PurposeStudy aims included assessing differences in beliefs/behaviors about COVID-19 prevention among current and former smokers with and without cancer.DesignA cross-sectional survey about COVID-19 beliefs/behaviors was administered from June 2020 to January 2021.SettingSurvey conducted online via Qualtrics from June 2020 to January 2021.SubjectsParticipants were current (n = 101) and former (n = 102) smokers with and without cancer.MeasuresQuestions were related to beliefs about efficacy of and engagement in behaviors for COVID-19 prevention.ResultsResults from logistic regressions displayed that individuals with cancer were more likely to indicate using hand sanitizer with at least 60% alcohol was ineffective (OR = .12, 95% CI: [.02, .65]) and avoided public transportation (OR = 1.84, 95% CI: [1.04, 3.28]) compared to those without cancer. Former smokers were more likely to indicate taking vitamin C was effective (OR = .45, 95% CI: [.22, .93]) and rinsing your mouth with salt water (OR = 1.89, 95% CI: [1.02, 3.50]) was ineffective compared to current smokers. Current smokers were more likely to indicate not smoking was effective compared to former smokers (OR = 2.19, 95% CI: [1.13, 4.24]).ConclusionsCounters to COVID-19 misinformation may need to be tailored to different at-risk groups based on differential beliefs and behaviors.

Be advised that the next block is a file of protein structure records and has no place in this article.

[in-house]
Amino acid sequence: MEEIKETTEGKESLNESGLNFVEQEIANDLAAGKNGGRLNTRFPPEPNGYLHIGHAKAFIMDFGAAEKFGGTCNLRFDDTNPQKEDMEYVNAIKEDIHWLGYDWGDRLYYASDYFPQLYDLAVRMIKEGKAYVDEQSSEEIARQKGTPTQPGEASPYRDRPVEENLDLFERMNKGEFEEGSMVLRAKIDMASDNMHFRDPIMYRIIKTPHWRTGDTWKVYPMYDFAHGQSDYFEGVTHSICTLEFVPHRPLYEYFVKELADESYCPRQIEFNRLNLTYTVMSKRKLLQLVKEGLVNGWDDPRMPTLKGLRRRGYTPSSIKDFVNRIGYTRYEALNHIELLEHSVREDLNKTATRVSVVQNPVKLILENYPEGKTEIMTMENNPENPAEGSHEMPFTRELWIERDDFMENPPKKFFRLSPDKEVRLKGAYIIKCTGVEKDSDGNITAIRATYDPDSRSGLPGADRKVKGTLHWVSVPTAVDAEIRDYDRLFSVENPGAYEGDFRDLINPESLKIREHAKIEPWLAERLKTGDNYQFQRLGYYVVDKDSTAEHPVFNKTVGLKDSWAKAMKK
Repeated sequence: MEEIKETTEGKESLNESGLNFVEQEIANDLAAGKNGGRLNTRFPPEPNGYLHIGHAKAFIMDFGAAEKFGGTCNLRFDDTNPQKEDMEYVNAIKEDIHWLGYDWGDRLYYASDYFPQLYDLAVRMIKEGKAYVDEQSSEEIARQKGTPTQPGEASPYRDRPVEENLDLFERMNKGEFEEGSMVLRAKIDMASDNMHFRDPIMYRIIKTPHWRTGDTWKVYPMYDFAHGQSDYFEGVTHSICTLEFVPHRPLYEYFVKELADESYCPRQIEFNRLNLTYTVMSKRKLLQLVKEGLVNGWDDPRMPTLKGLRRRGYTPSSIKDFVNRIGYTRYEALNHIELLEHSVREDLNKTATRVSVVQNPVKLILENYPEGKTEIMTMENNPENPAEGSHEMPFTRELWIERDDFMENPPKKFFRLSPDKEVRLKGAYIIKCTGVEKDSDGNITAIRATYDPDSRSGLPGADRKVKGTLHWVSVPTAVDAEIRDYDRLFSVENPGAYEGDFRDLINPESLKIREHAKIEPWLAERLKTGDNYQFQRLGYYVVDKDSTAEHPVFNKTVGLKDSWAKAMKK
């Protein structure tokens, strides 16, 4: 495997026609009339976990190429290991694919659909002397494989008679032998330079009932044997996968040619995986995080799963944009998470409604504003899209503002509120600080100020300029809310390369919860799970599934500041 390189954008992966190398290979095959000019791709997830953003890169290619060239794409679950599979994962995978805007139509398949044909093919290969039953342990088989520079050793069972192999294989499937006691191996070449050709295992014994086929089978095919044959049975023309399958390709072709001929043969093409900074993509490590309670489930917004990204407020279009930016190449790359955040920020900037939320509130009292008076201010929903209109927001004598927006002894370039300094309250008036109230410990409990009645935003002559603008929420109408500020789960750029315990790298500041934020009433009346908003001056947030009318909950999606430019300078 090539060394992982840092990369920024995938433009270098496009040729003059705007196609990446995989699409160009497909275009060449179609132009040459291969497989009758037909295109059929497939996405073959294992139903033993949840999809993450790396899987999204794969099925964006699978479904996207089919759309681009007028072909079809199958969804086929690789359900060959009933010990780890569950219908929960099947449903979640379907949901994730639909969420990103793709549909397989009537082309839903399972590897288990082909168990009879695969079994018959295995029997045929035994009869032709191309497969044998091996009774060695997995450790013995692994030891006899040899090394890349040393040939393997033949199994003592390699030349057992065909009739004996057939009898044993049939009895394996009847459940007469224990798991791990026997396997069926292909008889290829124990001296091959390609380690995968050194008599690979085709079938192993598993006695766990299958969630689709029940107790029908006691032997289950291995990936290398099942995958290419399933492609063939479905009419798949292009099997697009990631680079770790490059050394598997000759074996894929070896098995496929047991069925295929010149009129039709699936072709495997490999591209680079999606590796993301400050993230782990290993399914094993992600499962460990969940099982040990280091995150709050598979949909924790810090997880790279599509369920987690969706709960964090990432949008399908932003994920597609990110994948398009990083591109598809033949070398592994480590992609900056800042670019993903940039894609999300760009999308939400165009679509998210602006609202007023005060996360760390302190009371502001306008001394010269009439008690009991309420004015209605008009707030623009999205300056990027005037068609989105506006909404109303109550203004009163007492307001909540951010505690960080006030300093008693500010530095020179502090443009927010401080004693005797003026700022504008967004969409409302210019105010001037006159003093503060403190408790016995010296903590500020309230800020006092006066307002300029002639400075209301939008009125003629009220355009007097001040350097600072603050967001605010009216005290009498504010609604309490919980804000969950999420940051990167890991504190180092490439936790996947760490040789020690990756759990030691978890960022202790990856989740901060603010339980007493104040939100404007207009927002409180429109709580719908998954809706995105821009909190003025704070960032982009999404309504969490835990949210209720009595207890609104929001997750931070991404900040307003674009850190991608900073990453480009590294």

Experiences of suffering among nursing professionals during the COVID-19 pandemic: A descriptive qualitative study

18 juillet 2022

Appl Nurs Res. 2022 Aug;66:151603. doi: 10.1016/j.apnr.2022.151603. Epub 2022 Jun 24.


BACKGROUND AND AIM: Healthcare professionals have played a fundamental role in managing and controlling the COVID-19 health crisis. They are exposed to high levels of suffering, trauma, uncertainty, and powerlessness in the workplace. The objective of this study was to explore and understand experiences of suffering among primary care and hospital care nurses during the COVID-19 health crisis.

DESIGN: This is a descriptive qualitative study. Between March and April 2021, 19 in-depth interviews were carried out with nurses at health and social care facilities and hospitals in southern Spain. ATLAS.ti 9.0 software was used for discourse analysis.

RESULTS: Nurses reported that they had experienced suffering during their work in the pandemic. The main causes suggested were direct contact with patients' suffering and organisational difficulties. The repercussions are in emotional dimension and physical deterioration and social isolation.

CONCLUSION AND IMPLICATIONS: Given the circumstances, programmes to promote healthy, compassion-based behaviours and changes to the way in which professionals' suffering is handled must be implemented by healthcare facility managers. Nursing leaders should consider the management of suffering as a matter of the first order, both from the ethical point of view and the business profitability and make compassionate leadership.

PMID:35840275 | DOI:10.1016/j.apnr.2022.151603

The COVID-19 pandemic from a One Health perspective

14 juillet 2022

Rev Med Suisse. 2022 Jul 13;18(790):1386-1389. doi: 10.53738/REVMED.2022.18.790.1386.